Issue #002, Winter, 2019 ISSN: 2581- 9410
Few centuries ago in India, ‘Design Education of Craftspersons’ would not hold much meaning as it holds today. For Craftspersons were already practicing as professional Designers!
“Craft” as a creative expression was not so stringently defined to exclude so many other artistic activities which today we separate in names of ‘fine art’, ‘folk art’, ‘design’ and so on – depending either on the product utility or sadly most of the time on basis of the social class of the producer. (Kak, 2002)
Apart from these handful fancy labels for creative professionals, there are millions more artisans who are excluded from being called a craftsperson by the narrow definition of ‘crafts’ stone-etched in our govt. policy documents.As we all know, Design Education is much recent phenomenon in India, which developed following the western model of design needs, subconsciously almost establishing in our minds that India never had a tradition for design, ignoring the fact that the same work was done by the craftspersons in India since the known beginning of Indian civilization. The question here is – how can we get back the respect to these million Indian illiterate craftspersons – bring back their status as that of a designer? The colonial rule and the modern education system has contributed to build a strong wall between a professionally qualified designer and a traditional illiterate poor, rural, ignorant craftsman, which makes it practically as well as rationally difficult for these two groups of people with similar creative professions to stand on the same platform.It is well established that India has the largest no. of tradit...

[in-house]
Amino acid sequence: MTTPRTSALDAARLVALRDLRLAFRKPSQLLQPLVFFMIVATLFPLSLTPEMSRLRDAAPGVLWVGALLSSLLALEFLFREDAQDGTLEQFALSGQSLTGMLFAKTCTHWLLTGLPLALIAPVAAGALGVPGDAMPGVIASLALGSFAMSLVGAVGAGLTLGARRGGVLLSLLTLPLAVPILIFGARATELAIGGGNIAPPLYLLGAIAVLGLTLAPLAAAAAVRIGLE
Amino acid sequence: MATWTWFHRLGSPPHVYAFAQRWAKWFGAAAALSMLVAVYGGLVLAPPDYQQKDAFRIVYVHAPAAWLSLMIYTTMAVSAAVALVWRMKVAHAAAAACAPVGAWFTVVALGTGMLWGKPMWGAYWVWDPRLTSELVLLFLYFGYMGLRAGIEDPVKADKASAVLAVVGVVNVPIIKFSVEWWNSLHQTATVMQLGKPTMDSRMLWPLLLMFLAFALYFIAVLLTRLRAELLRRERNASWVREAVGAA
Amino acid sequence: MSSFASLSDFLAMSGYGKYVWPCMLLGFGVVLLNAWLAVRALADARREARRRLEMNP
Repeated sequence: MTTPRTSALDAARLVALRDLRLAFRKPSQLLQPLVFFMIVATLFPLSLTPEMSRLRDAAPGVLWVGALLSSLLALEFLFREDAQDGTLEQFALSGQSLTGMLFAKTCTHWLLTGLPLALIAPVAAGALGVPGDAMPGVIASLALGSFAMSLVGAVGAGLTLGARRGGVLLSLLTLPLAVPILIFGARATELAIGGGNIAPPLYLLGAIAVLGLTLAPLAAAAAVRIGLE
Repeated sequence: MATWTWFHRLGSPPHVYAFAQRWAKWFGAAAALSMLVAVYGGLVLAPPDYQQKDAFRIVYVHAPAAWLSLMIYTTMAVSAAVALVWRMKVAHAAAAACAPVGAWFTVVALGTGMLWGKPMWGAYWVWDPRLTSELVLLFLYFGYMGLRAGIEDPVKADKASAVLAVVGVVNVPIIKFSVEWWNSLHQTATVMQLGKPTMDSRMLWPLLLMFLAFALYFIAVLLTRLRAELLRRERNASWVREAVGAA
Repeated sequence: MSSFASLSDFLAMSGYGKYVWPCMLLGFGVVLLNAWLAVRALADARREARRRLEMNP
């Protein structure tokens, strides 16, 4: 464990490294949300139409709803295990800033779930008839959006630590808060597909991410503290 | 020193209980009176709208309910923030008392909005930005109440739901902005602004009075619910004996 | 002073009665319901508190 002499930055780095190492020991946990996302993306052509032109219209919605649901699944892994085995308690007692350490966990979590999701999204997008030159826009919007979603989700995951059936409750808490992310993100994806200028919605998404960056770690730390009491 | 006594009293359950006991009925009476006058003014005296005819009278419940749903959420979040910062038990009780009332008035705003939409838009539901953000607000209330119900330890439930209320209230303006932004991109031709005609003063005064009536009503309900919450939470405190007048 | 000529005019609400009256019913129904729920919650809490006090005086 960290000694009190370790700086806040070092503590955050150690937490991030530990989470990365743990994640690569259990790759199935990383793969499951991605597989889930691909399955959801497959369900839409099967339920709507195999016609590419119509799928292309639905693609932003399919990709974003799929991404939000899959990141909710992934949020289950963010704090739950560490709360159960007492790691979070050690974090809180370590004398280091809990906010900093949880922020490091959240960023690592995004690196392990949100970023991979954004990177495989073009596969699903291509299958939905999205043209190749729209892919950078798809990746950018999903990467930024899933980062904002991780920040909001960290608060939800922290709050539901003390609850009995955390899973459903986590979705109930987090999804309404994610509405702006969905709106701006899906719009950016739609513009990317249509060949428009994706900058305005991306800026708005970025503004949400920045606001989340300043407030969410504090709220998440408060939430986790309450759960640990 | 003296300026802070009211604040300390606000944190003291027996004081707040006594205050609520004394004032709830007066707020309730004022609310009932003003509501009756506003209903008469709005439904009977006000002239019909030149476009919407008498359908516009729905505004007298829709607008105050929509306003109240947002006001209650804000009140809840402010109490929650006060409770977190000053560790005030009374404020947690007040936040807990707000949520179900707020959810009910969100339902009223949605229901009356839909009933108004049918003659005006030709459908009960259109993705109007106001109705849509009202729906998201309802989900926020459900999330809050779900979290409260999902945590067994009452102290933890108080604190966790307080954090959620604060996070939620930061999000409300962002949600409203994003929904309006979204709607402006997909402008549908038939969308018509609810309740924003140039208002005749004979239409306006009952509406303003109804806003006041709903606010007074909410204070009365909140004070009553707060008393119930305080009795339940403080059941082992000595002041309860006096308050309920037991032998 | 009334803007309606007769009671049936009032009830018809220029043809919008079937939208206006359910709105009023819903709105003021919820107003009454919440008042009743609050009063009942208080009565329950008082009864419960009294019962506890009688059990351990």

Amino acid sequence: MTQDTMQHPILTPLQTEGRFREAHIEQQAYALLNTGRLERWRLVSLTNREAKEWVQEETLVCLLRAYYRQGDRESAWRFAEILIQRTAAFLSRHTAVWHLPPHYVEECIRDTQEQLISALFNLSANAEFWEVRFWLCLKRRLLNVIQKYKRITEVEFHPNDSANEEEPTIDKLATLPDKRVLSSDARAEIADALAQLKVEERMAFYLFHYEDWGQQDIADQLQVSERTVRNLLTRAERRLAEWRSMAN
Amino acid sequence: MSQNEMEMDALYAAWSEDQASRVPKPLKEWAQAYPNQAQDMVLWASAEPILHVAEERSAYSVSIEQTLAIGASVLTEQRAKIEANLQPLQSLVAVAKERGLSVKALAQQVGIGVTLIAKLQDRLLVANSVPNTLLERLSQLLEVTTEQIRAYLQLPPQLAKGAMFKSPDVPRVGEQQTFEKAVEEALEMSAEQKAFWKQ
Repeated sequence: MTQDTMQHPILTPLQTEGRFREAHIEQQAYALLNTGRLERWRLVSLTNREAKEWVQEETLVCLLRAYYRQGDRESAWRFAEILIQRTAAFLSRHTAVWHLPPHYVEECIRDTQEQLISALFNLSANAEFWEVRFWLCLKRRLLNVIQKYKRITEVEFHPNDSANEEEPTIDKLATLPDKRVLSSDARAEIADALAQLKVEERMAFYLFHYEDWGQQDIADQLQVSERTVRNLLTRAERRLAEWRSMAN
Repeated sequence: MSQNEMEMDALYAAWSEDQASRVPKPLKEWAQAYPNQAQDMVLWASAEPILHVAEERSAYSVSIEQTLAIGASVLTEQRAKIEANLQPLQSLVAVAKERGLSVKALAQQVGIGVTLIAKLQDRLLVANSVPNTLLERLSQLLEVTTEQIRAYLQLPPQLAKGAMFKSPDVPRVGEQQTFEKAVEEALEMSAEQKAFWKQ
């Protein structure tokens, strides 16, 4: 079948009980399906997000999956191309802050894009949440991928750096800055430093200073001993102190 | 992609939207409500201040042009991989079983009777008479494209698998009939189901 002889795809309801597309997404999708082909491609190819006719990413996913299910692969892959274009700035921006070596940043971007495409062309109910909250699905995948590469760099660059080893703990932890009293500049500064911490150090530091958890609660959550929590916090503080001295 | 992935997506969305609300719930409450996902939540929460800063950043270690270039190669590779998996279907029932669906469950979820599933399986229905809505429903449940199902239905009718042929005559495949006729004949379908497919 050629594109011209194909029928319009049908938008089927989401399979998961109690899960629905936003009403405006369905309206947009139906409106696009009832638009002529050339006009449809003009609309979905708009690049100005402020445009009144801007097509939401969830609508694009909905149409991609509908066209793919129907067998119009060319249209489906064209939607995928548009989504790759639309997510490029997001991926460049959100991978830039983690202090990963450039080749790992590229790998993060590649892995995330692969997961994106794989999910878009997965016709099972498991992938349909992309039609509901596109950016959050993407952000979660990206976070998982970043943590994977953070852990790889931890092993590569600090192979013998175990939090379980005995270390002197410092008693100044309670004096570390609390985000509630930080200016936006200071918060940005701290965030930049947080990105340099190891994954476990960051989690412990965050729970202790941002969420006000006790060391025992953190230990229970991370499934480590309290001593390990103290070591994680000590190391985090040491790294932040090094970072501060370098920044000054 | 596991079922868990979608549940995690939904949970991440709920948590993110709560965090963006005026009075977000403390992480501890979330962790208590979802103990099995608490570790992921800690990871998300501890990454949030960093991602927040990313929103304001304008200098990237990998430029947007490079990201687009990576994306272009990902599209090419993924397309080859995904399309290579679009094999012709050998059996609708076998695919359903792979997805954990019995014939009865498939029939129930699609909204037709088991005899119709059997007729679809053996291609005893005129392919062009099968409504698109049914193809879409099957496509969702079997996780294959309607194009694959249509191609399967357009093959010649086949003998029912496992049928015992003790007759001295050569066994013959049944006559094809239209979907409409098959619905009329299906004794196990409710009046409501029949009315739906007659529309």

CRAFTS, EDUCATION, SCHOOLS, students
This is a preview. To access all the essays on the Global InCH Journal a modest subscription cost is being levied to cover costs of hosting, editing, peer reviewing etc. To subscribe, Click Here.